4. Being a Felon

A person who has a felony carries that identity with them for the rest of their life. They will have their ability to travel overseas severely restricted and they will have limited job opportunities.

5. President of the United States

One of the best examples of master status is that of the President of the USA. Once you become president, this will forevermore be the primary reason people know about you.

Before they were presidents, Obama was known as a senator, Biden as a vice president, and Trump as a celebrity. After their inauguration, those previous identities became overshadowed by their new important status.

6. Disability

People with disabilities can find it hard to be seen beyond their disability.

For example, a person who is in a wheelchair might feel like people don’t see them for their unique intelligence or sense of humor because all anyone sees is the wheelchair. These people have to go through their whole lives battling against people’s preconceptions or stereotypes about them.

7. Being a Parent

Many people say that parenthood is the greatest blessing of their lives. And after becoming a parent, the most important identity to them is that of mother or father.

Socially, many people see being a mother as a uniquely important role, leading to common descriptions of mothers like ‘stay at home mom’ and ‘soccer mom’ to describe a person.

8. Religion (e.g. Being Jewish)

Many people consider religion to be at the core of their sense of self. Famously, Vice President Mike Pence once described his identity as first Christian, second conservative, and third Republican. For Pence, his master identity was his religious faith.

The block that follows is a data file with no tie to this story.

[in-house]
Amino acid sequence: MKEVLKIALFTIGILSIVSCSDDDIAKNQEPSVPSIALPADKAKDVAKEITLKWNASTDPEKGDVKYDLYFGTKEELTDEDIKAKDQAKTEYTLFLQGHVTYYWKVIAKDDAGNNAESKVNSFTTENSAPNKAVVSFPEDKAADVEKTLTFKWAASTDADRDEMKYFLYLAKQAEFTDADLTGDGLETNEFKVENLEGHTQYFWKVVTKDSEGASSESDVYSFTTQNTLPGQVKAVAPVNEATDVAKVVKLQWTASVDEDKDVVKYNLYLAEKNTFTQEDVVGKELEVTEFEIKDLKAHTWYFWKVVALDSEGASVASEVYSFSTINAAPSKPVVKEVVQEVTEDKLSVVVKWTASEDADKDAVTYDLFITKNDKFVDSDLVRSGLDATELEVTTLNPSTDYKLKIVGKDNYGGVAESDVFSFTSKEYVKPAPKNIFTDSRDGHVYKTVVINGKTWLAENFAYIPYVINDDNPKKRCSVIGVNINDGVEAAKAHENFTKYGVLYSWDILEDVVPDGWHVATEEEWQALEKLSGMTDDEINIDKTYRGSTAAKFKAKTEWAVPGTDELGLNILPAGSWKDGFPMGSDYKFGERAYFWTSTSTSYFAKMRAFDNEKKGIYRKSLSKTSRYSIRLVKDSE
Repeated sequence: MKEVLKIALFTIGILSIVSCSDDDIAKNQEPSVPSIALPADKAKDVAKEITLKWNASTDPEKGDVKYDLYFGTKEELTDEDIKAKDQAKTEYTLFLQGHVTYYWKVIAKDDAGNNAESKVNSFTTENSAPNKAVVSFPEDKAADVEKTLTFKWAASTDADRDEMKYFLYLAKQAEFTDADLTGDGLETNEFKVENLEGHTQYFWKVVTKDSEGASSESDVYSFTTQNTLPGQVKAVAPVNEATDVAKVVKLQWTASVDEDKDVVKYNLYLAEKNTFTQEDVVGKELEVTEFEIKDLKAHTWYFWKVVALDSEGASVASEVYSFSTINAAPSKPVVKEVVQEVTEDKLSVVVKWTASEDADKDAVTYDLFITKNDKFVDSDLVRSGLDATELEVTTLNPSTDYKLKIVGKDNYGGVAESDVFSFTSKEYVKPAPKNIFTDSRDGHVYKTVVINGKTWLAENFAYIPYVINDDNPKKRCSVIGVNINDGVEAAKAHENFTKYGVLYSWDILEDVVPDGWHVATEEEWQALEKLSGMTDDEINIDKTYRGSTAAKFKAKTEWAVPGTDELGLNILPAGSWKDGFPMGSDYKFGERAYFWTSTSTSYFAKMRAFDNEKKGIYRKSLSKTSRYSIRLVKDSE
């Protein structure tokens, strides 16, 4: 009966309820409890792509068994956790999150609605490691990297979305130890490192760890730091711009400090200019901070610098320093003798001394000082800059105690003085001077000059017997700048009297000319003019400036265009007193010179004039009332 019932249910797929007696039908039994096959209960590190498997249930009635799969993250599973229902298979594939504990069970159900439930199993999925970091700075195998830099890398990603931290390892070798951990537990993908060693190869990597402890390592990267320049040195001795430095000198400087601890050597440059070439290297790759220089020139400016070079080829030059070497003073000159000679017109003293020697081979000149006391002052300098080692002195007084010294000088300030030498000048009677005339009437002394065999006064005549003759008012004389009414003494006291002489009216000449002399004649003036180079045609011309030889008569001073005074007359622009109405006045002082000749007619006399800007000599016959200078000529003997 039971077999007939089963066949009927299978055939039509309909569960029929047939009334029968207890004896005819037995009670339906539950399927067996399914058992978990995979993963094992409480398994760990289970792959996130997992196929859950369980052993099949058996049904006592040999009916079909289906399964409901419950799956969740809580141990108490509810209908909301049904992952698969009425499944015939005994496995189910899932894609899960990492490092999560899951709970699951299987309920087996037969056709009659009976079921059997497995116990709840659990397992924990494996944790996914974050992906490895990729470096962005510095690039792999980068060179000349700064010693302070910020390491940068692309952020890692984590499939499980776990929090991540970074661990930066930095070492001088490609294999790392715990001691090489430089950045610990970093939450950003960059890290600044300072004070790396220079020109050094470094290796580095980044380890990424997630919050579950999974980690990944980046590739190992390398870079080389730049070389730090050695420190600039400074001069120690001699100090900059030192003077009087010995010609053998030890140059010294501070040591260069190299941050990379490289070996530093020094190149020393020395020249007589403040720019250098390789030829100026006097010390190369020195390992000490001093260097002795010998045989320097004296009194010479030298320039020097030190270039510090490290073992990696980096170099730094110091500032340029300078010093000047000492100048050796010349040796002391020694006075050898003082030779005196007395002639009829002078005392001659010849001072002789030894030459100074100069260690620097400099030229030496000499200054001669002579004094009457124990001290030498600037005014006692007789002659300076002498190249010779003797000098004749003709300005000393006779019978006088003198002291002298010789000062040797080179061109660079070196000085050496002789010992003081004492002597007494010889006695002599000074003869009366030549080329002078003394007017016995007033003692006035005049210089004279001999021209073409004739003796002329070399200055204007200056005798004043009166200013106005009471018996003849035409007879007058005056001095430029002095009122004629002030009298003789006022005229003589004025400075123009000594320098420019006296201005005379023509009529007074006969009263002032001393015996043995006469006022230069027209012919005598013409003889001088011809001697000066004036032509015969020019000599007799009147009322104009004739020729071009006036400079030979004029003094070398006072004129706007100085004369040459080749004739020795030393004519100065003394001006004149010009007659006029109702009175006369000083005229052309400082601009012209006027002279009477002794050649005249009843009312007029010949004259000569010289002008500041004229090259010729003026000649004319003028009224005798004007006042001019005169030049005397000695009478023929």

Religion has also been a cause for discrimination against people for millennia. Jewish people, for example, were widely discriminated against during WWII. During this period, their religious identity was the master status that overwhelmed all others and condemned them in the eyes of the Germans.

9. Age (e.g. Being a Senior)

Childhood is a period of life considered protected. A child’s primary or master status according to law, and usually in the eyes of everyone, is precisely that of child.

Legally, children are often not able to be held culpable for their crimes. They’re restricted from having access to a range of ‘adult’ things, banned from working, and all children need a guardian.

Seniors, similarly, start being defined by their age more than any other factor. They start getting special statuses that give them discounts, access to special healthcare, and in most societies, respect for being social ‘elders’.

10. Citizenship (At the Airport)

While citizenship is rarely a person’s overall master status, when in the airport, it suddenly becomes the most important status you hold.